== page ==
It’s easy to see why Carlos Acosta’s partially autobiographical dance theatre spectacular, Tocororo, is returning to London for the third year running. There’s just so much to warm to in this passionate and colourful show, choreographed and performed by Acosta himself, and inspired by his Cuban boyhood.
Admittedly in narrative terms it’s a rather simplistic work. The eponymous Tocororo is a young country boy who leaves his father behind to seek a new life in the city. There he meets and falls for the attractive Clarita but he has some major obstacles to overcome before he can get his obligatory happy ending. Yet to classify Tocororo as a love story would be erroneous, what really matters is his finding his feet in this new environment and coming to terms with what he has left behind.
This clash of cultures – country and city – is successfully and entertainingly illustrated through music and movement. The straw hat-toting Tocororo (played as an adult by Acosta, naturally) is derided for his stiff, formal dancing by the city kids who soon school him in shoulder-shaking, hip-wiggling and an altogether cooler manner of comporting oneself. There’s a lot of humour in these scenes, particularly when Tocororo’s love rival is involved, clad as he is in full-on pimp attire – waistcoat, mirrored shades, and painfully tight trousers.
All this takes place to an exciting soundtrack of Afro-Cuban beats – an energetic blend of insistent percussion and blaring carnival whistles performed by the onstage band. Tocororo works best in these big group numbers, which combine the spectacle of musical theatre with some dazzling choreography. But though the superbly-evoked Havana buzz is clearly the main draw, Acosta also includes some genuinely emotional moments. When Tocororo returns home to mourn the death of his father, his anguished writhing and silent moaning conveys real pain whilst never relinquishing the elegance and fluidity of his performance.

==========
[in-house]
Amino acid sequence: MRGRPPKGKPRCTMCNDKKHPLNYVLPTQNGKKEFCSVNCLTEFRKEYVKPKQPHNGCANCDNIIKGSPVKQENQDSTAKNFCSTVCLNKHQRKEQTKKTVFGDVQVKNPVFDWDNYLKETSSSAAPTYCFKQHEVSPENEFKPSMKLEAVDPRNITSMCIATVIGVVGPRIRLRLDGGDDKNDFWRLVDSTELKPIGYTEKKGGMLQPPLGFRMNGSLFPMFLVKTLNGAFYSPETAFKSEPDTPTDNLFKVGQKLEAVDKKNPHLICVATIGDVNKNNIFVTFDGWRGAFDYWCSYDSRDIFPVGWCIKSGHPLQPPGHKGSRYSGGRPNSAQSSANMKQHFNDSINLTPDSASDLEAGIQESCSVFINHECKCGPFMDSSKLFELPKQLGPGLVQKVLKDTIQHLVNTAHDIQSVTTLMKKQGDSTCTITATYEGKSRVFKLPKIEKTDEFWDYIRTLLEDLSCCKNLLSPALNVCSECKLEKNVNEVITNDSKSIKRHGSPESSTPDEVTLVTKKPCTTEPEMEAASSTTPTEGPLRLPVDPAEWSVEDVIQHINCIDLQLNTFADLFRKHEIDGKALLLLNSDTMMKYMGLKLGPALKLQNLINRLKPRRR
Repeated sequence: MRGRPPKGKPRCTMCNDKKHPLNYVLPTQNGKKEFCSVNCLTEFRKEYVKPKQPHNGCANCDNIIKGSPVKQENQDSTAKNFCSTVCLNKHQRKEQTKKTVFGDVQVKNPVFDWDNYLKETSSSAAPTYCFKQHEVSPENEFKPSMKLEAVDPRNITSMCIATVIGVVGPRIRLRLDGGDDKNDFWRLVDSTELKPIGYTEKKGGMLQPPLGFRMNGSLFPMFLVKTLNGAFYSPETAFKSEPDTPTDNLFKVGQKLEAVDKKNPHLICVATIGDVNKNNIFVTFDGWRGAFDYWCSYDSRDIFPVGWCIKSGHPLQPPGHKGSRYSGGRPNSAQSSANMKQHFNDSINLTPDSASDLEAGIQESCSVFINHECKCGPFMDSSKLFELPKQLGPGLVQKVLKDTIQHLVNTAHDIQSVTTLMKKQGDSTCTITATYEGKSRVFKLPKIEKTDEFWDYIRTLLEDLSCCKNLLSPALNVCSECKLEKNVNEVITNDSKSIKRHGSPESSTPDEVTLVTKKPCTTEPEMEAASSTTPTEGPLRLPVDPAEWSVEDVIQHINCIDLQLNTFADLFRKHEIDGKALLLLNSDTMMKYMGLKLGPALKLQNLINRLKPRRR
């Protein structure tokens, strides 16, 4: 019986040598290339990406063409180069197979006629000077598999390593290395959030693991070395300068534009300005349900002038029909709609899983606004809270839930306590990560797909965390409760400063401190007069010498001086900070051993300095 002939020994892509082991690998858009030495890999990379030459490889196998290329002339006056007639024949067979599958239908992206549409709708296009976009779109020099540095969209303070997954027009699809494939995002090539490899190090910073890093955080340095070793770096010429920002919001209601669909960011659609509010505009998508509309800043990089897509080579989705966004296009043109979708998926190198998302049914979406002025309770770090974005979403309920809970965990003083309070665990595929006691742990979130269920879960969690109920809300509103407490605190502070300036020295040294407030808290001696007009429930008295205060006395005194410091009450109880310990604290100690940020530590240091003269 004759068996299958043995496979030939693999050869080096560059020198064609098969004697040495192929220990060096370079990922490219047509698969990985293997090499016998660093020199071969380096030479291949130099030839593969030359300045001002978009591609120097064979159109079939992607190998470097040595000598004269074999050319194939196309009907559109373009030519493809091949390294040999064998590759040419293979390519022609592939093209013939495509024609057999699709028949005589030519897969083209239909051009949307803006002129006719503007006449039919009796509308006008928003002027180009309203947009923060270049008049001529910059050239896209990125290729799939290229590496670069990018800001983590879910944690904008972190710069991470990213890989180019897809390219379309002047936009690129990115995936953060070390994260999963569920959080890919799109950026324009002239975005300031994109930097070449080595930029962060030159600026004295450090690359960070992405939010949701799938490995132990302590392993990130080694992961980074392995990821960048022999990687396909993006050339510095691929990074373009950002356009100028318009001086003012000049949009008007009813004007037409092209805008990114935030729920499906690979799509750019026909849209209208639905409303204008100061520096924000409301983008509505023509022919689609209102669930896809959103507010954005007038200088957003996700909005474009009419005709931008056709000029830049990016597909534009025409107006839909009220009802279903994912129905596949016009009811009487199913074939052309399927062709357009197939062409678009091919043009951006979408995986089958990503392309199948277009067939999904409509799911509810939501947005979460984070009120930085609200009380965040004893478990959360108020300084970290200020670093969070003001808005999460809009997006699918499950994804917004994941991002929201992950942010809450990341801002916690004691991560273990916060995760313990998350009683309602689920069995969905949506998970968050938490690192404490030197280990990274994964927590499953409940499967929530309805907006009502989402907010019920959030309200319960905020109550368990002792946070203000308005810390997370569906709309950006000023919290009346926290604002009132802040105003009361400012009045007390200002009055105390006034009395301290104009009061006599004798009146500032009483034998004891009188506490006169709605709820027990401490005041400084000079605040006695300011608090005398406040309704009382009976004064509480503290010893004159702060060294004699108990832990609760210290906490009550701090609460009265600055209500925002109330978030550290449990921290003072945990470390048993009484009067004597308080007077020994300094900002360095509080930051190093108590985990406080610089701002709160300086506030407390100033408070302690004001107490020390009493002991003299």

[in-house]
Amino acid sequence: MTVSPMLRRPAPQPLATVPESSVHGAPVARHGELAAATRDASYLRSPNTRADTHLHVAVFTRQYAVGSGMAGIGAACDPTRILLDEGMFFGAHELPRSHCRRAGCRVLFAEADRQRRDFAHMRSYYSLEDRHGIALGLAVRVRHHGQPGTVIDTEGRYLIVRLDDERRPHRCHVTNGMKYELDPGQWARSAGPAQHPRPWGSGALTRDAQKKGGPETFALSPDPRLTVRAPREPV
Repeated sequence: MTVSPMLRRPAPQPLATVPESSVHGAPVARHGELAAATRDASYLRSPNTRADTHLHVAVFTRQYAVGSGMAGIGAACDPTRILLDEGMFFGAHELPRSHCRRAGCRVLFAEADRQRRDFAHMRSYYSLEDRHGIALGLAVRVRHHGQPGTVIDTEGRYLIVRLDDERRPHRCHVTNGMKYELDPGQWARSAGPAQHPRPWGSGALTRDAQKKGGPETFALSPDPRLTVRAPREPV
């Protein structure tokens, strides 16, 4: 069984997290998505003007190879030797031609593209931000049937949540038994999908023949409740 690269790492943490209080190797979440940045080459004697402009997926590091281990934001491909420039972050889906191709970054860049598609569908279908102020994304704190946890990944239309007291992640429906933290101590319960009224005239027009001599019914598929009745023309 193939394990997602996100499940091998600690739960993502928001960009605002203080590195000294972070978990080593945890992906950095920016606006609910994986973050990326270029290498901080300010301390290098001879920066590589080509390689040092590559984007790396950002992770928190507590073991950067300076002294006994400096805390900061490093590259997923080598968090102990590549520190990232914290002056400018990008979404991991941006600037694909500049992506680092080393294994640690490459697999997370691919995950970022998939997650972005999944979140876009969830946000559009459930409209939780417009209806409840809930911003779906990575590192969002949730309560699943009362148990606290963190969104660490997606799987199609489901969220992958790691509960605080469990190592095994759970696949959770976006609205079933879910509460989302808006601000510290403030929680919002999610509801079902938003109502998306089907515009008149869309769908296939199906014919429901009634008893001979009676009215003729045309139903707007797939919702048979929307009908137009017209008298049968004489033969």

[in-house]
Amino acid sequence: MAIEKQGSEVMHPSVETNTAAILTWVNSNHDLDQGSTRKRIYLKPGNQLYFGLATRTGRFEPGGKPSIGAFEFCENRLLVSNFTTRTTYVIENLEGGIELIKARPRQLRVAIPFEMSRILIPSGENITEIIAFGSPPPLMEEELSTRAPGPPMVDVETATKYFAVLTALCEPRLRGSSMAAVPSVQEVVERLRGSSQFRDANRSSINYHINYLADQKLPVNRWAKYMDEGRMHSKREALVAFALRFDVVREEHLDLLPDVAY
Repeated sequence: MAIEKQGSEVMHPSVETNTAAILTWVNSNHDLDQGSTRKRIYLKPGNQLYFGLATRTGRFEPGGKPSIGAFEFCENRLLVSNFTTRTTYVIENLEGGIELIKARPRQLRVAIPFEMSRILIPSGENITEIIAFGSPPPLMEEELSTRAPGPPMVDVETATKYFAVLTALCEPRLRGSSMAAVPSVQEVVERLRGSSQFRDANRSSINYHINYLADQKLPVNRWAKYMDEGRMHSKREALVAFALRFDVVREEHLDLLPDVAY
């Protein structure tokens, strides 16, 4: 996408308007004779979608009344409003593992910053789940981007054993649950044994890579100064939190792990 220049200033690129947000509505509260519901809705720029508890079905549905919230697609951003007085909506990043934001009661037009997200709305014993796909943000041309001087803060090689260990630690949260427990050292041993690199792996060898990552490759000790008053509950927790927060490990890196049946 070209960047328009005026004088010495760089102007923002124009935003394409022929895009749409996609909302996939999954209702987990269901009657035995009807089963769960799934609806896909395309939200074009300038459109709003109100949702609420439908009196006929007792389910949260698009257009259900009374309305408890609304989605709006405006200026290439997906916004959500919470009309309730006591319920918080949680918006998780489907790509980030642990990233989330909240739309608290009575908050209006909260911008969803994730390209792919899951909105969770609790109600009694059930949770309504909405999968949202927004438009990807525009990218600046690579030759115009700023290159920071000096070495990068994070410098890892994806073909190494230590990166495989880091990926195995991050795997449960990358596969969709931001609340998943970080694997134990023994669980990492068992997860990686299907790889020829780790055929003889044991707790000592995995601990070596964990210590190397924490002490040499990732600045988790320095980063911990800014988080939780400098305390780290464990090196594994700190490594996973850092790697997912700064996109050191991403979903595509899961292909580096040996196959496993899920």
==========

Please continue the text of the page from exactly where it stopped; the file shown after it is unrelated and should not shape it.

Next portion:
First performed at the Gran Teatro de la Habana in 2003, Tocororo still retains a rough-around-the-edges quality, in endearing contrast to the overwhelming opulence of the Coliseum, its home for this brief London staging. On more than one occasion the music ends jarringly abruptly and the brief spoken interjections are unintentionally amusing. A crimson Havana taxi cab is wheeled on at one point but it adds very little to proceedings and is not employed in any useful way.
There’s also an overly sentimental coda that, while admittedly necessary to complete the character’s emotional journey, will make more cynical audience members cast their eye around for a convenient sick bag. But really these are small quibbles, this is a show of numerous pleasures; warm-hearted and accessible, full of energy and excitement, performed by a superb ensemble with a central performance by the ever-magnetic Acosta holding things together.